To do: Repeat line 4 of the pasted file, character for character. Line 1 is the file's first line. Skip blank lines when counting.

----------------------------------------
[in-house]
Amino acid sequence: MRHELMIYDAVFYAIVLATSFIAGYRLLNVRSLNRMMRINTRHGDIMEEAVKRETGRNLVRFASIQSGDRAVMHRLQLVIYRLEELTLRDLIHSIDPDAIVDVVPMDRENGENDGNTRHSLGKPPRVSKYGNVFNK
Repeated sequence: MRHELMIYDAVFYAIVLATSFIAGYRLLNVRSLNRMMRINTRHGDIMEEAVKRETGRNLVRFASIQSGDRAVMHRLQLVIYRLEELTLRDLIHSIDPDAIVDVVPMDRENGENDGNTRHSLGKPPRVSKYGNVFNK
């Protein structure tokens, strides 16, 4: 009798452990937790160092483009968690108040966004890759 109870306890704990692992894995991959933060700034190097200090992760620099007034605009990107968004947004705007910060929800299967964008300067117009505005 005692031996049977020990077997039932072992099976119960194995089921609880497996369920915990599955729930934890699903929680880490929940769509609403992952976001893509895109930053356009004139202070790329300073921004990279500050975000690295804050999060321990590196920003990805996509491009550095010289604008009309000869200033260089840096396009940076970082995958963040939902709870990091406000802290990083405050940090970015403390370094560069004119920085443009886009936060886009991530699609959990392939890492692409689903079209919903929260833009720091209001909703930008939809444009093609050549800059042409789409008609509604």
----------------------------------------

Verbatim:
């Protein structure tokens, strides 16, 4: 009798452990937790160092483009968690108040966004890759 109870306890704990692992894995991959933060700034190097200090992760620099007034605009990107968004947004705007910060929800299967964008300067117009505005 005692031996049977020990077997039932072992099976119960194995089921609880497996369920915990599955729930934890699903929680880490929940769509609403992952976001893509895109930053356009004139202070790329300073921004990279500050975000690295804050999060321990590196920003990805996509491009550095010289604008009309000869200033260089840096396009940076970082995958963040939902709870990091406000802290990083405050940090970015403390370094560069004119920085443009886009936060886009991530699609959990392939890492692409689903079209919903929260833009720091209001909703930008939809444009093609050549800059042409789409008609509604």